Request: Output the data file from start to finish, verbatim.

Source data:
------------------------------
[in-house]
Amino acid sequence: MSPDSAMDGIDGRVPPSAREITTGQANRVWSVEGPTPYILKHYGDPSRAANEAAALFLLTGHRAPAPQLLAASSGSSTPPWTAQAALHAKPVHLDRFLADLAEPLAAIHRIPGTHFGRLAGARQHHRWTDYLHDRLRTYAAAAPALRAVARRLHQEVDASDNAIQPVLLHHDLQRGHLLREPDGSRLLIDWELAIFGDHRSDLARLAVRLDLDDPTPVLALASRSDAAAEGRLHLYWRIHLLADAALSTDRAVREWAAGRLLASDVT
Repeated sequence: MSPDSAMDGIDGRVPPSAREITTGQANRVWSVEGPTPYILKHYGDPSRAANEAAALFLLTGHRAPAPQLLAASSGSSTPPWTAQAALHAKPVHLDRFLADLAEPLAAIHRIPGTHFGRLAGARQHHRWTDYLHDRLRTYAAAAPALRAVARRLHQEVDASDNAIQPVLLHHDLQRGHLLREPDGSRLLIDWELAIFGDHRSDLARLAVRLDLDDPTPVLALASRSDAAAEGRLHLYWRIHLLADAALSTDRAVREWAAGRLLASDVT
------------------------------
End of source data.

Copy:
[in-house]
Amino acid sequence: MSPDSAMDGIDGRVPPSAREITTGQANRVWSVEGPTPYILKHYGDPSRAANEAAALFLLTGHRAPAPQLLAASSGSSTPPWTAQAALHAKPVHLDRFLADLAEPLAAIHRIPGTHFGRLAGARQHHRWTDYLHDRLRTYAAAAPALRAVARRLHQEVDASDNAIQPVLLHHDLQRGHLLREPDGSRLLIDWELAIFGDHRSDLARLAVRLDLDDPTPVLALASRSDAAAEGRLHLYWRIHLLADAALSTDRAVREWAAGRLLASDVT
Repeated sequence: MSPDSAMDGIDGRVPPSAREITTGQANRVWSVEGPTPYILKHYGDPSRAANEAAALFLLTGHRAPAPQLLAASSGSSTPPWTAQAALHAKPVHLDRFLADLAEPLAAIHRIPGTHFGRLAGARQHHRWTDYLHDRLRTYAAAAPALRAVARRLHQEVDASDNAIQPVLLHHDLQRGHLLREPDGSRLLIDWELAIFGDHRSDLARLAVRLDLDDPTPVLALASRSDAAAEGRLHLYWRIHLLADAALSTDRAVREWAAGRLLASDVT